“American Symphony”


Rotten Tomatoes (4/5), Metacritic (8/10), Letterboxd (4/5), Imdb.com (8/10), TMDB.com (4/5)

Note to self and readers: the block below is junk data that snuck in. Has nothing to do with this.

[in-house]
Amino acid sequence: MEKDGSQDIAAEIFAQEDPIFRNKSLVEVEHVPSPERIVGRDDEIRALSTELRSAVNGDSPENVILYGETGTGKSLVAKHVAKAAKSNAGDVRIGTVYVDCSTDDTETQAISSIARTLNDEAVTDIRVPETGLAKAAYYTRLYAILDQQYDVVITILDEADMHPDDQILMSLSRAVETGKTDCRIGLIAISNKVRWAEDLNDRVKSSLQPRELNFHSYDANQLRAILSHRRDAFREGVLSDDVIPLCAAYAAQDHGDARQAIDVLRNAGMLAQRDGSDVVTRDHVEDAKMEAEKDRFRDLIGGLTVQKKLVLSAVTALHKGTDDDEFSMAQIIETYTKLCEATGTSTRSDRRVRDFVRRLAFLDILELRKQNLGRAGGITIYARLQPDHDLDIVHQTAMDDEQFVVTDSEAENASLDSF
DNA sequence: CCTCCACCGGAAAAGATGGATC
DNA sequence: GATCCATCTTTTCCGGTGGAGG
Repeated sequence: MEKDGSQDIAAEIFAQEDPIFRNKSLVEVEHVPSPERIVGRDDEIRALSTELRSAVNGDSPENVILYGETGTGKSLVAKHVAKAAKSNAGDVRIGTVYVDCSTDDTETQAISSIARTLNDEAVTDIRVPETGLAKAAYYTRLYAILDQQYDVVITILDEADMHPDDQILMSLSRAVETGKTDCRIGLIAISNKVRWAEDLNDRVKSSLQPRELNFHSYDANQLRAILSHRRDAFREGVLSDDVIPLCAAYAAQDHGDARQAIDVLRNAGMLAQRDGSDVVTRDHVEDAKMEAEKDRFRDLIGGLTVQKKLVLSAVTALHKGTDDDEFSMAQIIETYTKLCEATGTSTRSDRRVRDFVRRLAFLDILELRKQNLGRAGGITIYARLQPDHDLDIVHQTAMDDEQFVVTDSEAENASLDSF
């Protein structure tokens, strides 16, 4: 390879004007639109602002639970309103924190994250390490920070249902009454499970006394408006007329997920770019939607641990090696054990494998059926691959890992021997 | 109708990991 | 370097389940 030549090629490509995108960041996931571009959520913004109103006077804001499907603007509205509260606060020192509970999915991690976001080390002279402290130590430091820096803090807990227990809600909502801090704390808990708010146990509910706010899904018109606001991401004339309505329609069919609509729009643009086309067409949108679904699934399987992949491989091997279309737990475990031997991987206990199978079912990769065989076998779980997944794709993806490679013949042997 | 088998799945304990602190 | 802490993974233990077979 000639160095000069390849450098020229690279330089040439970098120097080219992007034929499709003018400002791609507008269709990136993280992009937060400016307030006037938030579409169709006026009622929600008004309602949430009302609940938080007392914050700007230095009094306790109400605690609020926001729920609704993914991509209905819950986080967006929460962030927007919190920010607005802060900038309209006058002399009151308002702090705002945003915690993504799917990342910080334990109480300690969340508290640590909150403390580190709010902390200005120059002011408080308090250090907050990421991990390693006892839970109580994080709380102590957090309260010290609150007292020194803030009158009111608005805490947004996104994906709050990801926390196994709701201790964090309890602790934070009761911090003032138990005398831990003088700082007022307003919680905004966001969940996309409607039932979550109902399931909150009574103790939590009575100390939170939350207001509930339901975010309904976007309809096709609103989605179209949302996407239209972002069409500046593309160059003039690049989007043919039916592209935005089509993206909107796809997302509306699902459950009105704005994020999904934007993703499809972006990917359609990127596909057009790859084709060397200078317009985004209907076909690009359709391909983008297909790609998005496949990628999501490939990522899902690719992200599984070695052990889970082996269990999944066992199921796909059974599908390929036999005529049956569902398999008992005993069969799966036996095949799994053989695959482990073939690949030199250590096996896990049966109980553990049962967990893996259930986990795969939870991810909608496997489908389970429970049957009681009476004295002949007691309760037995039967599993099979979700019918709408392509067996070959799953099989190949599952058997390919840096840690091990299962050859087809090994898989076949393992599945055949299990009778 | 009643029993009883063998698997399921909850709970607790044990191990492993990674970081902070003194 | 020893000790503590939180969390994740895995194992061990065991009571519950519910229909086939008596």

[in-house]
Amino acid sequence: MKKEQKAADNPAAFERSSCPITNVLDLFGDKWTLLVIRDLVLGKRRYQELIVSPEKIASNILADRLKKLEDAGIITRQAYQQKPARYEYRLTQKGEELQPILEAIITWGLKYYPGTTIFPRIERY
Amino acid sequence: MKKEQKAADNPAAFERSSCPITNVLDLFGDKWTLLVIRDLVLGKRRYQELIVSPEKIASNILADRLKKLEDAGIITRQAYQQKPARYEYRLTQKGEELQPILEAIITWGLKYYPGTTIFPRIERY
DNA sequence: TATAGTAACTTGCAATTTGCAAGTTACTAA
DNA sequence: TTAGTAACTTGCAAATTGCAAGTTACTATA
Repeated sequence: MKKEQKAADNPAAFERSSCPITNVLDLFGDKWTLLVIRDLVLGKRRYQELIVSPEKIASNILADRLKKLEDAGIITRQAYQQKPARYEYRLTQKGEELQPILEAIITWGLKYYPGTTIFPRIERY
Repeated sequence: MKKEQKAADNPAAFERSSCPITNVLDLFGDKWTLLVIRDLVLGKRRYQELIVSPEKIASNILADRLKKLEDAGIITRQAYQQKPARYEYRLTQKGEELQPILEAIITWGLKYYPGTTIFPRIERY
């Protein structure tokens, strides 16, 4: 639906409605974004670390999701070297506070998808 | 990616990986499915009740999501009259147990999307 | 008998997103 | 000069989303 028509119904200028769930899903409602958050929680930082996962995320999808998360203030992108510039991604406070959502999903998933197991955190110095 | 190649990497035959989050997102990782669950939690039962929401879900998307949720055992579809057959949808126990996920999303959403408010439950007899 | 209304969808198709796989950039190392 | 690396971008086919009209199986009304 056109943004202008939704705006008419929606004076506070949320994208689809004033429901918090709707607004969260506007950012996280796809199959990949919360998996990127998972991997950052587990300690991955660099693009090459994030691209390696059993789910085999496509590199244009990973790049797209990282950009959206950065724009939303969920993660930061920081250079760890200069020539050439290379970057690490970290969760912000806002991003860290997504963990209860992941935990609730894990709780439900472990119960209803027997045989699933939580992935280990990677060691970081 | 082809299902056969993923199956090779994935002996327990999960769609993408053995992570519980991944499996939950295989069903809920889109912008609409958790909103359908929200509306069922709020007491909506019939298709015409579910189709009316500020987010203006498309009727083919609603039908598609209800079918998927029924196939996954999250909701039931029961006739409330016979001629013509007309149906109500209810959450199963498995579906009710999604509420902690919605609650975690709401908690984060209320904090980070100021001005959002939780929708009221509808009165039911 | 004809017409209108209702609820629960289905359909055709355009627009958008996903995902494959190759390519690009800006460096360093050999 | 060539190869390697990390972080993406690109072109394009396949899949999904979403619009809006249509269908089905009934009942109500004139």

Creating a great work of art is very much like creating a heartfelt, loving relationship. Both take work and commitment, both in good times and bad. The challenges can be difficult, but the rewards can be incalculable. Learning how to successfully maneuver through them, as well as how to strike a harmonious balance that keeps both ventures moving forward, is a skill that takes an array of abilities and aptitudes to master, but, as documentary filmmaker Matthew Heineman’s latest so deftly illustrates, it’s an attainable goal, the prevailing highs and lows notwithstanding. The film follows the extraordinary year experienced by musician/composer Jon Batiste and his wife, best-selling author Suleika Jaouad. In 2022, they came face to face with both ends of the spectrum of life. Batiste, an artist with an impressive musical range and repertoire, was reaching new heights in his career, winning five Grammy Awards while serving as band leader on The Late Show with Stephen Colbert and seeking to complete work on an ambitious composition aimed at reflecting the breadth of our national music, diversity and culture, American Symphony. At the same time, though, Jaouad suffered a recurrence of the cancer she battled a decade earlier, an illness she chronicled in writings that would come to launch a career; now, after a 10-year remission, she was facing a second, potentially risky bone marrow transplant to treat her condition, not to mention an uncertain future. With such seemingly polar opposite fates befalling them, Batiste and Jaouad struggled to get through their respective challenges while keeping their love and art alive, putting their successes into perspective in light of what they were up against otherwise. This intimate, heartstring-tugging documentary gives viewers a candid, up-close look at what a truly loving couple can experience under such diverse, trying and bittersweet circumstances, but without becoming manipulative or melodramatic. This beautifully photographed story provides an unfiltered depiction of the range of emotions that each partner goes through, particularly when it comes to its musings of the philosophical insights observed by each of the spouses. It also showcases Batiste’s wide-ranging musical styles, both in his performances and in his composition process. Admittedly, a few of this offering’s sequences meander a bit, but the overall production is skillfully edited and sensitively portrayed. “American Symphony” is a beautifully moving film, one that reinforces what matters most in life and what makes it worth living, during both good times and bad, as long as we have each other to make our way through it, bringing new meaning to what our marriage vows are ultimately all about.